MONTICELLO, NY — The Sullivan County Legislature had its first round of March committee meetings on Thursday, March 3. Up for discussion: the county’s crime rates, the financing of a …
MONTICELLO, NY — The Sullivan County Legislature had its first round of March committee meetings on Thursday, March 3. Up for discussion: the county’s crime rates, the financing of a community college education and the O&W rail trail project.
Legislators heard updates on the county’s 2021 public safety statistics—and a few statistics from the early months of 2022—during the day’s first committee meeting.
Public safety commissioner Tom Farney told the legislature that the number of 911 calls made in the county went up by a substantial amount in 2021.
In 2020, there were roughly 5,450 calls for fire services, over 13,000 calls for emergency medical services, and roughly 16,500 calls for the police. Those numbers went up to over 6,400, almost 15,000 and almost 18,000 respectively in 2021.
“Total calls for the year through 911—in 2020, [the number was] 35,269, and it was just shy of 40,000 last year,” said Farney. “So we had an increase of 4,011 calls.”
The sheriff’s department reported a busy start to 2022. With the expiration of the statewide eviction moratorium, said undersheriff Eric Chaboty, the sheriff’s department had begun to execute orders of eviction and was busy with that work so far. “As we go to these locations to do these evictions, we’re running into some very interesting challenges,” said Chaboty. “Some of them involve mental health, some of them involve medical issues, but we’re navigating through them.
Chaboty reported as well that there were 16 homicide suspects in Sullivan County’s jail, a number he said was without precedent in the county.
A representative from the coroner’s office provided an update on the county’s overdose deaths for the start of the year.
Typically, 10 to 20 percent of all deaths in the county were related to opiates, he said. There were five overdose deaths from opiates in January and four in February, representing 25 percent and 12 percent of each month’s deaths respectively.
There had been 342 overdoses in total throughout 2021.
“It just does not stop,” he said.
The committee meeting concluded with legislators going into executive session with the sheriff and the undersheriff, “to discuss information related to a criminal investigation which would compromise law enforcement.”
SUNY Sullivan was in a good place at present, president Jay Quaintance told legislators during the government services committee meeting. The lifting of the state’s mask mandate for schools had left 80 percent of students elated, 10 percent grumpy, and 10 percent indifferent, he said, counting himself among the majority. Enrollment was up around 80 students compared to the previous spring, and the college’s capital project was moving forward.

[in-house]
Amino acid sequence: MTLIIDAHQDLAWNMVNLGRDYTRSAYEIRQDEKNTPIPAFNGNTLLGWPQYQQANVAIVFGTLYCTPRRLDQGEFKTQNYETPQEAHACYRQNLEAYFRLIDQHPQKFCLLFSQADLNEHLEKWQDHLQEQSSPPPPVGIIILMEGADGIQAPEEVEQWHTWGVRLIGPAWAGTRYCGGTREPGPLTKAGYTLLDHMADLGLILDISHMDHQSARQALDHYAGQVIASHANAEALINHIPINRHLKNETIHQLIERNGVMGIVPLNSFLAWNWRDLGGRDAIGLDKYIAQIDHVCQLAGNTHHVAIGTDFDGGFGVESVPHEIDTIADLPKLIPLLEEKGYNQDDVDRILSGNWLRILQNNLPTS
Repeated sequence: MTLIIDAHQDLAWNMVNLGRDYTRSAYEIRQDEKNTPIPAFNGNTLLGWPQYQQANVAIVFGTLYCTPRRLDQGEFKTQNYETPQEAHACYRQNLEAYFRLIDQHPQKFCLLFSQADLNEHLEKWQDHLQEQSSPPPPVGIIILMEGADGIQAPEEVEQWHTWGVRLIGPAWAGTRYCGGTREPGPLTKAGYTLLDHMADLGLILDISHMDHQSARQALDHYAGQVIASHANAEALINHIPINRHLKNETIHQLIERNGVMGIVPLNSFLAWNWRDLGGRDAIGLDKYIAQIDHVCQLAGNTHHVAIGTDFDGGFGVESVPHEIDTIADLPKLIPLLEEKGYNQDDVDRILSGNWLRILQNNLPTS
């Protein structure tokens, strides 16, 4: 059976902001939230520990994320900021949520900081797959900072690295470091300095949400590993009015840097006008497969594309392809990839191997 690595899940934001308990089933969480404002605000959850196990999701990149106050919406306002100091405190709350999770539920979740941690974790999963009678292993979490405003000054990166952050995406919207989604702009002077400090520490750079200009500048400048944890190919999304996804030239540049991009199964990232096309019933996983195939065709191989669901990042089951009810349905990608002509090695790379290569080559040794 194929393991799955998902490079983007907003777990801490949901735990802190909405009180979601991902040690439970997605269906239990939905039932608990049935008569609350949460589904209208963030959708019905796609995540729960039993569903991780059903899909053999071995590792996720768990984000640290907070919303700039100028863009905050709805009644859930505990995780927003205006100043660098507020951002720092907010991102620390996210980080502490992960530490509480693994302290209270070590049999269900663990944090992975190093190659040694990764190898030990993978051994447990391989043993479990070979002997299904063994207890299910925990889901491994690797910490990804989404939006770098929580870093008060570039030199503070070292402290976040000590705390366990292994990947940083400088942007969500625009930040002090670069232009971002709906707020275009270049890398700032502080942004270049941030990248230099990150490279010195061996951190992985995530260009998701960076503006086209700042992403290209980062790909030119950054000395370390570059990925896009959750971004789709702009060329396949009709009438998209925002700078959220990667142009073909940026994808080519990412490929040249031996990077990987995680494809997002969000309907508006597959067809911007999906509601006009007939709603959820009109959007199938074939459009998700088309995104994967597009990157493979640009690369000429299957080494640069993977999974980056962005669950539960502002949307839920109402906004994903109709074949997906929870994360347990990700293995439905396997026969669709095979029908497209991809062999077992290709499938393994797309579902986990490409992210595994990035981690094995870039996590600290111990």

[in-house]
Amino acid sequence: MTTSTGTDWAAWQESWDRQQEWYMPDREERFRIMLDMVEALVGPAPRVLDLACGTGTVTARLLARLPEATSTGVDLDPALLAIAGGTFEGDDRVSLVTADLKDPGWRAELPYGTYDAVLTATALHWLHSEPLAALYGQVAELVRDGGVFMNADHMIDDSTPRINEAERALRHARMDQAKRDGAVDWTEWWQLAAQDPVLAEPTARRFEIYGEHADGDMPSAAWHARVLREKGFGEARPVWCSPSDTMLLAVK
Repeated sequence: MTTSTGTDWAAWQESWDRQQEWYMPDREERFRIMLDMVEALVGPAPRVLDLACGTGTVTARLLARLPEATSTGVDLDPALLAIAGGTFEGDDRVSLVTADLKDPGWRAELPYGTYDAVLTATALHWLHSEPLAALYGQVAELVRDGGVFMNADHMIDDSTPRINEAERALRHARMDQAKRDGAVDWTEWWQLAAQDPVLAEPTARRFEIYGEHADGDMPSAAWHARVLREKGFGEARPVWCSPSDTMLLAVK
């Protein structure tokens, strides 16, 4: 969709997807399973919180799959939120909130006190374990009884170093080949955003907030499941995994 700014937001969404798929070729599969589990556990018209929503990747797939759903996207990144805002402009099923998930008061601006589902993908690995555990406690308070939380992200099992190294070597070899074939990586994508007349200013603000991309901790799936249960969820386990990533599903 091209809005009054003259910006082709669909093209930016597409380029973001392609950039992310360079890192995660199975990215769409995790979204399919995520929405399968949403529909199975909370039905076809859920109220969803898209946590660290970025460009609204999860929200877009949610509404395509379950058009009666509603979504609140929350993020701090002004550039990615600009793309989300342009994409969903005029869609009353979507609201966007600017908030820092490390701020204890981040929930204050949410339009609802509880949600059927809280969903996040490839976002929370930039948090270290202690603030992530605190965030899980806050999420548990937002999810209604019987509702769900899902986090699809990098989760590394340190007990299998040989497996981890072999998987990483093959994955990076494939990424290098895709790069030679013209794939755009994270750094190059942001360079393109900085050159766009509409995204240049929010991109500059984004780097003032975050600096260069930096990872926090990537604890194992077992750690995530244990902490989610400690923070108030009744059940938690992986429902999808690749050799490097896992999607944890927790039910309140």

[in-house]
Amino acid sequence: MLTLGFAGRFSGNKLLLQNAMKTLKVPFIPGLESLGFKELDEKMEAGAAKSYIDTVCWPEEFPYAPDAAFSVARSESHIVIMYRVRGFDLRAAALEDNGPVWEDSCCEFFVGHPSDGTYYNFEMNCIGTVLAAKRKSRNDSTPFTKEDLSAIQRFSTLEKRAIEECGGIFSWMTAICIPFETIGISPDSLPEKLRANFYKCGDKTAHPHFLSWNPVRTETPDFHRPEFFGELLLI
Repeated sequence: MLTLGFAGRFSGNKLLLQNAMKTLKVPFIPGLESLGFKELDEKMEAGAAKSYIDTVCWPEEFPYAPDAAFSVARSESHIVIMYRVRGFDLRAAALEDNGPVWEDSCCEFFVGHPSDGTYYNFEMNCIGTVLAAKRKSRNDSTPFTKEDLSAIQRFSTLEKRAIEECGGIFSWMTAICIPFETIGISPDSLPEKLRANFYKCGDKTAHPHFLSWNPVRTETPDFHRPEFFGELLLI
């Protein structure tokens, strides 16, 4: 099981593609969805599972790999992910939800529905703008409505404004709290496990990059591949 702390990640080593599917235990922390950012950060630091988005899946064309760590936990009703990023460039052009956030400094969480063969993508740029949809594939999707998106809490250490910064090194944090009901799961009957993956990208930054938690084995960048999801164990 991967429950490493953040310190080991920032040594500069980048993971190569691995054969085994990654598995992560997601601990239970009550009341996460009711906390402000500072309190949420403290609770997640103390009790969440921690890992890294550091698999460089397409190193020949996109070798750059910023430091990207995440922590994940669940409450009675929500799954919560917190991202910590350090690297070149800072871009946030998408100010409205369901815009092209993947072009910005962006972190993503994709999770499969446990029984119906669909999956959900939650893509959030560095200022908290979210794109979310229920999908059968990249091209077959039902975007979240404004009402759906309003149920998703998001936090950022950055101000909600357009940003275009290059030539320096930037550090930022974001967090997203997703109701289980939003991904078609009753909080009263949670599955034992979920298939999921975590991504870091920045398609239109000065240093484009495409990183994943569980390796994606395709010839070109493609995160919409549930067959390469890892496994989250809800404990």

But the fortunes of colleges across the state had not quite recovered to their pre-COVID-19 levels, in ways that impacted the amount of funding they received.
Colleges have three primary sources of funding, said Quaintance: student tuition, local share and state aid.
The local share was paid by county governments across the state to support county students who chose to go to college; in Sullivan County, the local share came out to around $4.3 million. Apart from issues with chargebacks (when a student chooses a college out-of-county and the county’s money for that student goes to supporting a college elsewhere), that system was in order.
“It helps us balance tuition, it helps us keep the doors open and it’s really, really critical,” said Quaintance.
State funding was equally critical. At present, however, that funding is lacking, in large part due to the formula the state is using.
The state’s level of funding is tied to enrollment numbers, said Quaintance, and while enrollment dropped, the college’s expenses continued to rise.
Sullivan County’s local share has a maintenance-of-effort clause, allocating a set amount of funding to maintain the college’s efforts independent of enrollment numbers. The state’s aid does not.
Quaintance said that colleges are advocating for a maintenance-of-effort clause for state aid, setting a funding floor based on 2019 levels of support.
In the day’s final committee meeting, Alan Kesten appeared before the board as the first vice-chair of the Sullivan County Chamber of Commerce, updating the committee on the chamber’s activities.
The chamber had held a number of strategic planning meetings over the previous few months, said Kesten, aimed at reinvigorating the organization and coming up with a new strategic vision and mission statement.
“While we are keeping our focus on helping businesses to collectively do what they could not do individually, our new vision is to be the united force for business in Sullivan County, and our mission is uniting a culture of commerce throughout Sullivan County,” said Kesten.
Planning commissioner Freda Eisenberg appeared before the committee to discuss progress on the O&W Rail Trail project.
The group working on the rail trail has formed the O&W Rail Trail Alliance, said Eisenberg, an entity that unites all the different communities along the trail. Current members include six towns and four villages, and it partners with organizations such as Sullivan Renaissance and Sullivan 180.
The alliance intends to incorporate as a nonprofit entity, and will accept donations, coordinate the build-out of the trail and handle marketing, outreach and events.
Build-out efforts on the trail are currently focusing on the Neversink crossing in the Town of Fallsburg, said Eisenberg, which would connect two pre-existing segments of trail and form a 13-mile segment going from Woodridge to Ferndale. Following that project, the group intends to focus on a section of trail from Parksville to Livingston Manor, one that already has a clear right-of-way.
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